Two words have dominated the discussion around the eagerly anticipated new release Bad Witch from Nine Inch Nails. Those words have been “EP” and “Sax.”
Amongst the NIN fanbase debate rages whether the new release—with a shorter than expected running time of just over 30 minutes—falls more in line with EP status than the album that was touted prior to it dropping.
As explained by Trent Reznor, the release is indeed an EP, but—and here’s the modern music caveat—it is treated as an album for streaming purposes so it gains the proper exposure in a music scene dominated by algorithms over talent.
The second word “Sax” is due to the surprising inclusion of saxophone on many tracks, an instrument not usually associated with the grit and industrial grime of Nine Inch Nails’ sound.
So what does Bad Witch sound like and is it a satisfying final chapter in the trilogy of releases that started with Not The Actual Events in 2016 and was followed by 2017’s Add Violence?
The album gets off to a kicking start with “Shit Mirror.” Filled with blistering beats and signature distortion, the song pounds along with a lyrical reflection on the current state of events in America and the larger world. Safe to say, Mr. Reznor doesn’t think highly of the current sitting President. With its song-in-two-parts approach, the energy shifts around the two-minute mark with a moment of clarity building to a cacophony of confusion.
“Ahead of Ourselves” is a heady mix of distortion and dread against a classic broody Nine Inch Nails groove of hard hits and intense guitars. The lyrical theme here is a discussion on God mixed in doubt and belief, and our own collective failed potential. “Ahead” is arguably the standout on the album and ranks as one of the strongest songs from the trilogy set.
“Play The Goddamned Part” offers an instrumental interlude that harkens back to the Nine Inch Nails we know, with wall-to-wall fills of industrial distortion with the surprising introduction of sax that dominates the tone of the second half of the song.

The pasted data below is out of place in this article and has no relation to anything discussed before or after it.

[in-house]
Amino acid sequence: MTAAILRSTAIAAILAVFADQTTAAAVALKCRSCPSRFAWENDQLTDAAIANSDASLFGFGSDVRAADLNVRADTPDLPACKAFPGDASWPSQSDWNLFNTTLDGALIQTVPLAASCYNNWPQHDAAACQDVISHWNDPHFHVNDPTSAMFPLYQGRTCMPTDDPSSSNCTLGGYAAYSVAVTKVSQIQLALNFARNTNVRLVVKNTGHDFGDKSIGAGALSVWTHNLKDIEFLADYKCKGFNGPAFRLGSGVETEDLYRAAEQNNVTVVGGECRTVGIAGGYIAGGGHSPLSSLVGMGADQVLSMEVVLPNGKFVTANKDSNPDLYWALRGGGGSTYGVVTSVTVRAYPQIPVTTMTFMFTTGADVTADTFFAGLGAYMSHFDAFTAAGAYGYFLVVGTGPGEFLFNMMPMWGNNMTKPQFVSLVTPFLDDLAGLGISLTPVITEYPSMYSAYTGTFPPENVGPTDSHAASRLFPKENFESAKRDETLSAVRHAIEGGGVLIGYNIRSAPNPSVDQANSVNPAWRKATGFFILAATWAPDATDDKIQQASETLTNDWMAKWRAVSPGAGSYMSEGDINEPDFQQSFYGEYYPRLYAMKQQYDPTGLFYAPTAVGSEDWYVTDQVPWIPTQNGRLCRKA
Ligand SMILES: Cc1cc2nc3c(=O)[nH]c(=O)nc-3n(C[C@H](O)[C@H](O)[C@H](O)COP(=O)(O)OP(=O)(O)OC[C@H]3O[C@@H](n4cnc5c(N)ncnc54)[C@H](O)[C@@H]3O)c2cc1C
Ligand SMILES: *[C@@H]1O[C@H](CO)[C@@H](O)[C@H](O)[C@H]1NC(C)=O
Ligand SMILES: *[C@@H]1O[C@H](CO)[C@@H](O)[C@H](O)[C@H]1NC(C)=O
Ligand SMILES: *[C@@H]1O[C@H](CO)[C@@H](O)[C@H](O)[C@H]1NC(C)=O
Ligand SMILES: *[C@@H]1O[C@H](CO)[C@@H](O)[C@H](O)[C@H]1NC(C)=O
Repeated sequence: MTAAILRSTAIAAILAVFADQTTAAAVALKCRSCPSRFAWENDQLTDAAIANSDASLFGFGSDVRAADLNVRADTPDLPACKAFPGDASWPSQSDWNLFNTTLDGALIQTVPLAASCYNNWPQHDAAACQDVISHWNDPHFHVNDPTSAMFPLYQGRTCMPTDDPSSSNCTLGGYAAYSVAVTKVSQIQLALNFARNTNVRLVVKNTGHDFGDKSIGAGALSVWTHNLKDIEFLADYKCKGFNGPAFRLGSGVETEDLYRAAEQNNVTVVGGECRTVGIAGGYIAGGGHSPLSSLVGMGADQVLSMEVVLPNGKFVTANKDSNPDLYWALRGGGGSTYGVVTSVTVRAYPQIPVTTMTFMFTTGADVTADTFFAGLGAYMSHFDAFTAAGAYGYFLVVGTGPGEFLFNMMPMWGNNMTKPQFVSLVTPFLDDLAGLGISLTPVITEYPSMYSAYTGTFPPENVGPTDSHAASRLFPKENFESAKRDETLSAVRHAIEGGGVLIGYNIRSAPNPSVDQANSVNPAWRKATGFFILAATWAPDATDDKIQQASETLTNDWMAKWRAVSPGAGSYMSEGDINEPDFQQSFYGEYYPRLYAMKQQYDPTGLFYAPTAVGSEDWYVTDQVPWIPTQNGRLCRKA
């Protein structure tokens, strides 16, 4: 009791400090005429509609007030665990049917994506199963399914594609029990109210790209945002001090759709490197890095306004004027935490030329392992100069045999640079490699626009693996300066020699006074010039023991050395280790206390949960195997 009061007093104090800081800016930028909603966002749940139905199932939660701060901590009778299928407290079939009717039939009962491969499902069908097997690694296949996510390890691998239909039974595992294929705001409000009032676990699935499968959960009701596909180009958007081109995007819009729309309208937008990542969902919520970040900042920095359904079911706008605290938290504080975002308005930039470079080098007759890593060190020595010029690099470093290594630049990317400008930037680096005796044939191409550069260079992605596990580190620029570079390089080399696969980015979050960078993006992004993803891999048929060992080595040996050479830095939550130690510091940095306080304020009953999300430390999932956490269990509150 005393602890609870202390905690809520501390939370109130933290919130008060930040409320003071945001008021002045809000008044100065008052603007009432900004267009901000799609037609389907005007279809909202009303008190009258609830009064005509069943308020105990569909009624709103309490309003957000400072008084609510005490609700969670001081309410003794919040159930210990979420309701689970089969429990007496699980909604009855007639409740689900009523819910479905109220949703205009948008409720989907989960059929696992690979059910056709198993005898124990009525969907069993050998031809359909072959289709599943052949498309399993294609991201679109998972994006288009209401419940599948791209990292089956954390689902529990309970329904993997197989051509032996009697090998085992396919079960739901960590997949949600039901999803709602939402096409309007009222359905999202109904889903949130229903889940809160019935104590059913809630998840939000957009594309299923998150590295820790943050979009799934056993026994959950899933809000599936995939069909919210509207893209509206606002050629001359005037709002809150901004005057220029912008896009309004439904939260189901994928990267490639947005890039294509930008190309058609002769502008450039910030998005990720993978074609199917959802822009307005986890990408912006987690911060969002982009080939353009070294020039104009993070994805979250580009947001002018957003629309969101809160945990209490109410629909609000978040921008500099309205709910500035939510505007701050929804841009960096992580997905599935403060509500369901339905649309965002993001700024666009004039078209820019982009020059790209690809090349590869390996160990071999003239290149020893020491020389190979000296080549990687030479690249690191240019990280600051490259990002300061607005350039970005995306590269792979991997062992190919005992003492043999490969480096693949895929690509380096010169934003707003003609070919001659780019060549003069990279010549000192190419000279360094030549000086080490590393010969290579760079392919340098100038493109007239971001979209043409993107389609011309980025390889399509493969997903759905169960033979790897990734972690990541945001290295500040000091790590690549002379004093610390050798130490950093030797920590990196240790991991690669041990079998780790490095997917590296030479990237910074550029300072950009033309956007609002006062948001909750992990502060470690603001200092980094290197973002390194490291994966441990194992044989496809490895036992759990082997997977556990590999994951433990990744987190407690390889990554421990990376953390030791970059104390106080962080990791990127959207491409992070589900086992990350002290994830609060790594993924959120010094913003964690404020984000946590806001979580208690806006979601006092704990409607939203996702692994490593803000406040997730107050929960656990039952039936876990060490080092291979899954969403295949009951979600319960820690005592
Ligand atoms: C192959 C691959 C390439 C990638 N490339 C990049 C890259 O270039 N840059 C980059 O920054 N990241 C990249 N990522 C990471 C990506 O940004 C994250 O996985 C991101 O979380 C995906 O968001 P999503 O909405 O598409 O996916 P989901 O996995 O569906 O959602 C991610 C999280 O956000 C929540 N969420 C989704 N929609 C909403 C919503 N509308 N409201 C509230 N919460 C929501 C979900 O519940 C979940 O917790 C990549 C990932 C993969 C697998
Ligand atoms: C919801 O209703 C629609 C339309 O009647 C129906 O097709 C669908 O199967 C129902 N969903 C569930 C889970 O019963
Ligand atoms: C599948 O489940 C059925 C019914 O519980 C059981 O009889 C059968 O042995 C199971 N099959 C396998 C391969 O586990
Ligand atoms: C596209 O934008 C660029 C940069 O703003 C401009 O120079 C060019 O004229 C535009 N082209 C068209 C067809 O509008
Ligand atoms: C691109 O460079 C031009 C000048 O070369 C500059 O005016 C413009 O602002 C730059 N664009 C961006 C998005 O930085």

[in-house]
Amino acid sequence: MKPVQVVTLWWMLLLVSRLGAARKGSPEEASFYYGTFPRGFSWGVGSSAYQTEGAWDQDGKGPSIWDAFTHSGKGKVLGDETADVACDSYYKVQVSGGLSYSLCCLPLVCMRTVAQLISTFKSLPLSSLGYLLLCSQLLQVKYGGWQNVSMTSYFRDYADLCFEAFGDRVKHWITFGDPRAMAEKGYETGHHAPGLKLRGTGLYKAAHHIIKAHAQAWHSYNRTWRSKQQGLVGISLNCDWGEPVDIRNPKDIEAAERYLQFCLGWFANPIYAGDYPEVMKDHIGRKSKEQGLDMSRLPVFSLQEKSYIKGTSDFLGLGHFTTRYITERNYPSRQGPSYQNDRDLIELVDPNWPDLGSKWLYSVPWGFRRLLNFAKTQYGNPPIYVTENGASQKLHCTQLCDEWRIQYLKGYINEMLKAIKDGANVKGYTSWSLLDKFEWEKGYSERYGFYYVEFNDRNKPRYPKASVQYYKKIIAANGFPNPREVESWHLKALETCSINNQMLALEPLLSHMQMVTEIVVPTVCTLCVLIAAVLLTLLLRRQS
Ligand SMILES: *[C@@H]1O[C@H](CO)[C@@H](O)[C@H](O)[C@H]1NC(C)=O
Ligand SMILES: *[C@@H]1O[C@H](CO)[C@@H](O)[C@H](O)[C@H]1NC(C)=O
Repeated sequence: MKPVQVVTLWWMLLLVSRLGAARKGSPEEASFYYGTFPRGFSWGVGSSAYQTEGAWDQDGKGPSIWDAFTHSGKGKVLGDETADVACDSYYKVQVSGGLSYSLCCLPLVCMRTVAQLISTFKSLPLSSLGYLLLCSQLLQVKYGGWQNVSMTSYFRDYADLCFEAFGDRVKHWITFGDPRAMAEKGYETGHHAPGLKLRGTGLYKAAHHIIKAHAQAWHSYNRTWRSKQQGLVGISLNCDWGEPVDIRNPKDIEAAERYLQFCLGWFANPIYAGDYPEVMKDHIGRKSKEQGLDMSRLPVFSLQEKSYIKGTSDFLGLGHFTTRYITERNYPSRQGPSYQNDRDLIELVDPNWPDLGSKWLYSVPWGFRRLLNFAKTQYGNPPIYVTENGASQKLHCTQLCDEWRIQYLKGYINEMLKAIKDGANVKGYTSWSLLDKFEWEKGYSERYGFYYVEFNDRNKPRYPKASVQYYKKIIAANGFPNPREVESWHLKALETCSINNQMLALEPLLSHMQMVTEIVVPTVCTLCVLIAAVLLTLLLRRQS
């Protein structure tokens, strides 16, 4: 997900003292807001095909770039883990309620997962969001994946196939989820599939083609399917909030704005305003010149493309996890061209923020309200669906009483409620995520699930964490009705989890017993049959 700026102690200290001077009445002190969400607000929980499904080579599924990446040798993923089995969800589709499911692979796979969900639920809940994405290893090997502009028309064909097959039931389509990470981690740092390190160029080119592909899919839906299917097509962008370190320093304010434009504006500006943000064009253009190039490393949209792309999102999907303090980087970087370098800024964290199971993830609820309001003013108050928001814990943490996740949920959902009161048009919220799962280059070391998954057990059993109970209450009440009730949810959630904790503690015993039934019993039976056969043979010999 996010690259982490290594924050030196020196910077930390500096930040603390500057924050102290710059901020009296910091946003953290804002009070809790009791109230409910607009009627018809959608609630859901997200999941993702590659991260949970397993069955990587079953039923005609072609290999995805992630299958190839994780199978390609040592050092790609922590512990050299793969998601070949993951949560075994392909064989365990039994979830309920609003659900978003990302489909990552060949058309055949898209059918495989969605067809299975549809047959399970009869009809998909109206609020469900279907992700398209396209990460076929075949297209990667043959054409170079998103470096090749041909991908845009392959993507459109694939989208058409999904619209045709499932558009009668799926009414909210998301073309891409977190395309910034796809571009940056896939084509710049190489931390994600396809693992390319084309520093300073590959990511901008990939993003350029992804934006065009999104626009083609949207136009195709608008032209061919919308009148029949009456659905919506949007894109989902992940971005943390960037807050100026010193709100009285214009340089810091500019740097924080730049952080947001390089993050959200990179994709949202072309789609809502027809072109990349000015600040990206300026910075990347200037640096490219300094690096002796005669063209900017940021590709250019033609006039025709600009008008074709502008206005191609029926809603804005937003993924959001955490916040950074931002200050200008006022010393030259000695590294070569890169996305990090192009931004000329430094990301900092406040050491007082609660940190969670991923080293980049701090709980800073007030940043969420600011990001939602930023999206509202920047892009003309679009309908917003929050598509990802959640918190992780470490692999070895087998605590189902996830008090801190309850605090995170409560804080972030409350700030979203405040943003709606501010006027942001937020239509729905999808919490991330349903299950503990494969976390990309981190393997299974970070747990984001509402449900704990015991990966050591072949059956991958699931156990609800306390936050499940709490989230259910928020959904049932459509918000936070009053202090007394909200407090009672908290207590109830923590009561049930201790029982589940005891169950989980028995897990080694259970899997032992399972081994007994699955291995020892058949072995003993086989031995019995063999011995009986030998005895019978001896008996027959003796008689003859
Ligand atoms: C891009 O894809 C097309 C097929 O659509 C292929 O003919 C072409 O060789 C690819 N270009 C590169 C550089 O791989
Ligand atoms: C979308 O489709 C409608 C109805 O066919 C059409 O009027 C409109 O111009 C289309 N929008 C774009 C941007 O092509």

“God Break Down The Door” slightly underwhelmed when it was first released, but sequenced between two instrumental tracks, it feels like a better fit within the landscape of the album rather than as a standalone track.
If you loved David Bowie’s Earthling (1996), you might feel like this is an homage to that outing and Bowie’s later releases such as Blackstar. Reznor borrows many of Bowie’s stylings for the track that admittedly grows on you with each passing listen. Whilst it may not be the standout first single the album needs, “God Break Down The Door” does hold you in a comfortable embrace of distortion.
The second instrumental on the album, “I’m Not from This World” has a bigger, more filmic feel to it, a marriage between Nine Inch Nails and Rose/Reznor film scores.
The album closes with “Over and Out” that holds a menacing groove within its layers of sonic manipulation and punctuating instrumentation. Reznor sings of always being “Ten years ahead of you” and you get the feeling that he just might be.
Whilst Bad Witch might not be the “album” many longed for, there are compelling elements hidden deep within its tracks that will reveal themselves to you each time you venture back to listen. And as a final chapter in a trilogy of outings, it is befitting that it simultaneously rewards you and leaves you wanting more. Perhaps over the ensuing months and years (but hopefully not ten), the work will be appreciated for what it delivers and not for what many hoped it would be.
Notable Tracks: “Ahead of Ourselves” | “Over and Out”